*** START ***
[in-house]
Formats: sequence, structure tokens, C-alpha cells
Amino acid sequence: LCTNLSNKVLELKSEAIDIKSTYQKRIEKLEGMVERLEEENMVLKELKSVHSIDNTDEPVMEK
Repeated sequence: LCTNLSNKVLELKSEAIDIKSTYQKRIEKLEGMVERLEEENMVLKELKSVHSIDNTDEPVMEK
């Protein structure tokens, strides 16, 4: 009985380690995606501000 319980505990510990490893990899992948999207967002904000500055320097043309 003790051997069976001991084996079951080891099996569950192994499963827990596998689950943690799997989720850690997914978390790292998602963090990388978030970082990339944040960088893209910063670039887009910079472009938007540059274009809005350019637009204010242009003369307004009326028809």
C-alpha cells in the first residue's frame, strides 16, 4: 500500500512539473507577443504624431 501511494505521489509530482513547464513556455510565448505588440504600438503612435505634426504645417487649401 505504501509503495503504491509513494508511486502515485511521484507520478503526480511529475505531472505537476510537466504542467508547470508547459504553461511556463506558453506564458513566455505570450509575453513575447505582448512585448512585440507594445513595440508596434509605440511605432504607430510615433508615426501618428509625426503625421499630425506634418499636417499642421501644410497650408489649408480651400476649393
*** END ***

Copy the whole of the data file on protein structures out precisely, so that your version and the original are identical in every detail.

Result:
[in-house]
Formats: sequence, structure tokens, C-alpha cells
Amino acid sequence: LCTNLSNKVLELKSEAIDIKSTYQKRIEKLEGMVERLEEENMVLKELKSVHSIDNTDEPVMEK
Repeated sequence: LCTNLSNKVLELKSEAIDIKSTYQKRIEKLEGMVERLEEENMVLKELKSVHSIDNTDEPVMEK
């Protein structure tokens, strides 16, 4: 009985380690995606501000 319980505990510990490893990899992948999207967002904000500055320097043309 003790051997069976001991084996079951080891099996569950192994499963827990596998689950943690799997989720850690997914978390790292998602963090990388978030970082990339944040960088893209910063670039887009910079472009938007540059274009809005350019637009204010242009003369307004009326028809």
C-alpha cells in the first residue's frame, strides 16, 4: 500500500512539473507577443504624431 501511494505521489509530482513547464513556455510565448505588440504600438503612435505634426504645417487649401 505504501509503495503504491509513494508511486502515485511521484507520478503526480511529475505531472505537476510537466504542467508547470508547459504553461511556463506558453506564458513566455505570450509575453513575447505582448512585448512585440507594445513595440508596434509605440511605432504607430510615433508615426501618428509625426503625421499630425506634418499636417499642421501644410497650408489649408480651400476649393